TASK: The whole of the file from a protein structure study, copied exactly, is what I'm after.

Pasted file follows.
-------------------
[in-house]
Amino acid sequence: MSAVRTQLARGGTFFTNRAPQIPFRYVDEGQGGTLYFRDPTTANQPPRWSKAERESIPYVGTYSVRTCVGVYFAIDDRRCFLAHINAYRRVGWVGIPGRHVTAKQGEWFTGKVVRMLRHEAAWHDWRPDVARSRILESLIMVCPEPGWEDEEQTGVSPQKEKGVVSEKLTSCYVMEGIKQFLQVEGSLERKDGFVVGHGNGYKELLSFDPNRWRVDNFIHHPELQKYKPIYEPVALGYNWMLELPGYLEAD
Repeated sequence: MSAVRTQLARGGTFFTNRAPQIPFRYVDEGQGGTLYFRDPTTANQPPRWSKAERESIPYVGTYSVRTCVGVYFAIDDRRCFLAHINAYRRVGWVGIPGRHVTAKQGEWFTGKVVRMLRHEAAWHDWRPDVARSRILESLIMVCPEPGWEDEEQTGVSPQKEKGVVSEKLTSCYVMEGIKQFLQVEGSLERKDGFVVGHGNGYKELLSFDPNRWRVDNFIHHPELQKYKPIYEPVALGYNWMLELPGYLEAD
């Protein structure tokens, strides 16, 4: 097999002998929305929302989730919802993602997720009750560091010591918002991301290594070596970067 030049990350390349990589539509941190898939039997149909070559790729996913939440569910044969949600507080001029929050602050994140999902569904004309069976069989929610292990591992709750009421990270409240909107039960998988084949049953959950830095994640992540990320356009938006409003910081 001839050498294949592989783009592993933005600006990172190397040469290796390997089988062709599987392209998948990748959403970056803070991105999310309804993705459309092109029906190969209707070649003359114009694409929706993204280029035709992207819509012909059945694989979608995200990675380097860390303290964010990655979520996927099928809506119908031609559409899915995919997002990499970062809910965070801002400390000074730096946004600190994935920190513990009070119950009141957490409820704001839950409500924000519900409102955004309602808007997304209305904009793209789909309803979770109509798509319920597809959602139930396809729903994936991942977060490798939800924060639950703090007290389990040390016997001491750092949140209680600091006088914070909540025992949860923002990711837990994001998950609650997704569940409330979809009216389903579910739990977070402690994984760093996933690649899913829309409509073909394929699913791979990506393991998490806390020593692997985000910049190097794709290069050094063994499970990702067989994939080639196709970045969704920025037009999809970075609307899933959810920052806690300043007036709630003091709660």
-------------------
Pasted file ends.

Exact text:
[in-house]
Amino acid sequence: MSAVRTQLARGGTFFTNRAPQIPFRYVDEGQGGTLYFRDPTTANQPPRWSKAERESIPYVGTYSVRTCVGVYFAIDDRRCFLAHINAYRRVGWVGIPGRHVTAKQGEWFTGKVVRMLRHEAAWHDWRPDVARSRILESLIMVCPEPGWEDEEQTGVSPQKEKGVVSEKLTSCYVMEGIKQFLQVEGSLERKDGFVVGHGNGYKELLSFDPNRWRVDNFIHHPELQKYKPIYEPVALGYNWMLELPGYLEAD
Repeated sequence: MSAVRTQLARGGTFFTNRAPQIPFRYVDEGQGGTLYFRDPTTANQPPRWSKAERESIPYVGTYSVRTCVGVYFAIDDRRCFLAHINAYRRVGWVGIPGRHVTAKQGEWFTGKVVRMLRHEAAWHDWRPDVARSRILESLIMVCPEPGWEDEEQTGVSPQKEKGVVSEKLTSCYVMEGIKQFLQVEGSLERKDGFVVGHGNGYKELLSFDPNRWRVDNFIHHPELQKYKPIYEPVALGYNWMLELPGYLEAD
């Protein structure tokens, strides 16, 4: 097999002998929305929302989730919802993602997720009750560091010591918002991301290594070596970067 030049990350390349990589539509941190898939039997149909070559790729996913939440569910044969949600507080001029929050602050994140999902569904004309069976069989929610292990591992709750009421990270409240909107039960998988084949049953959950830095994640992540990320356009938006409003910081 001839050498294949592989783009592993933005600006990172190397040469290796390997089988062709599987392209998948990748959403970056803070991105999310309804993705459309092109029906190969209707070649003359114009694409929706993204280029035709992207819509012909059945694989979608995200990675380097860390303290964010990655979520996927099928809506119908031609559409899915995919997002990499970062809910965070801002400390000074730096946004600190994935920190513990009070119950009141957490409820704001839950409500924000519900409102955004309602808007997304209305904009793209789909309803979770109509798509319920597809959602139930396809729903994936991942977060490798939800924060639950703090007290389990040390016997001491750092949140209680600091006088914070909540025992949860923002990711837990994001998950609650997704569940409330979809009216389903579910739990977070402690994984760093996933690649899913829309409509073909394929699913791979990506393991998490806390020593692997985000910049190097794709290069050094063994499970990702067989994939080639196709970045969704920025037009999809970075609307899933959810920052806690300043007036709630003091709660």